The Triumphal Way of Constantinople and the Golden Gate
Dumbarton Oaks Papers, No. 54: Dumbarton Oaks Research Library and Collection, Washington, D.C. (2000)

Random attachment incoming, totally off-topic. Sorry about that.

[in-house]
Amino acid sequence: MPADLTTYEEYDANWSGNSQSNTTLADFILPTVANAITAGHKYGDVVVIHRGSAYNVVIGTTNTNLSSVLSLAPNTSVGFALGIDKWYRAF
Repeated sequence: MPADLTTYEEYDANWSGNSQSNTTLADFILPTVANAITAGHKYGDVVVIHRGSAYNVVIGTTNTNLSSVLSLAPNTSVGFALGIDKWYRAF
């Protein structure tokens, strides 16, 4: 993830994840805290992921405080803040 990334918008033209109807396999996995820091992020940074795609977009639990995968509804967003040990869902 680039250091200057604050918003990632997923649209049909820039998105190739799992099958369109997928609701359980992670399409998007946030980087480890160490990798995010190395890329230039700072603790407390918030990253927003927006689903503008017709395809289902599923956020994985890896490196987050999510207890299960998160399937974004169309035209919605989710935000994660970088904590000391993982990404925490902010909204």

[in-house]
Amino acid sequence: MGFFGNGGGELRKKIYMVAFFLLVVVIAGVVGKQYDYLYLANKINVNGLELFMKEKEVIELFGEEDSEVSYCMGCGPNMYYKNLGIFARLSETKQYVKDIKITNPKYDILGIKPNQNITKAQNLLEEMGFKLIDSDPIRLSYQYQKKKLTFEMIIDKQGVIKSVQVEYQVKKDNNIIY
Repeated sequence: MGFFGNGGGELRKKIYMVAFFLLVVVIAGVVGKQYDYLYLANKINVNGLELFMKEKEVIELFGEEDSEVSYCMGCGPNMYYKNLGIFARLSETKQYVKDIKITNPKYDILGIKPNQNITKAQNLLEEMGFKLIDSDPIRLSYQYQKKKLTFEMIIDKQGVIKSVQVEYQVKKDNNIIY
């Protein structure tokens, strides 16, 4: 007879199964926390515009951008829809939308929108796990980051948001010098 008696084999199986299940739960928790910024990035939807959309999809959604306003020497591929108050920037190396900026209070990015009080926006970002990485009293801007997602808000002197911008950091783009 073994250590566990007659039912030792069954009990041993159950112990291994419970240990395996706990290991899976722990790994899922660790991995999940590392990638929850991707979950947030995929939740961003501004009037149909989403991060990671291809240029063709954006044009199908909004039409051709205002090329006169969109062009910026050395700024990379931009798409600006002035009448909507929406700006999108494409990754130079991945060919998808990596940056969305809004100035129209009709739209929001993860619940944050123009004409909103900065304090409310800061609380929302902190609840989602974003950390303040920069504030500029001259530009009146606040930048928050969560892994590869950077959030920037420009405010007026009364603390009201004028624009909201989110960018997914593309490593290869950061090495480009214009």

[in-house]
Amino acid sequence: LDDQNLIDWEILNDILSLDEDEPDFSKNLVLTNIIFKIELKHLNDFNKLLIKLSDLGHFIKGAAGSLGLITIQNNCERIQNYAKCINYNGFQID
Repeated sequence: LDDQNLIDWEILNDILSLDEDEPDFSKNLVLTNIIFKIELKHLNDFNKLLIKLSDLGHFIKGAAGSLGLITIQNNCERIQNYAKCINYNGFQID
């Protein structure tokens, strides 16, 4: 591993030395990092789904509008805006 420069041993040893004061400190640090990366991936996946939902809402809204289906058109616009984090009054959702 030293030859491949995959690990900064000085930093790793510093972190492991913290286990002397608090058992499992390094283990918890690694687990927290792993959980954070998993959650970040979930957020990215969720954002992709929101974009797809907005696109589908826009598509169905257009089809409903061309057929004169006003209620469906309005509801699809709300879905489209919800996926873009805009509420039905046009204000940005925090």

The title of this paper requires a few words of justification. To my knowledge the designation Via Triumphalis (or whatever its Greek equivalent may have been) does not occur with reference to Constantinople. Nor do we find there a gate or arch named Porta Triumphalis. Yet, as Michael McCormick has shown in detail, triumphs continued to be celebrated at Constantinople until the second half of the twelfth century, and it would be pedantic to argue that they should not be called triumphs because they differed in many significant respects from their Roman prototype and from one another. The question we wish to address is whether Byzantine triumphs followed a predetermined and specially designed route that may properly be called a “triumphal way.” If it is granted that they did, when and how was such a route established?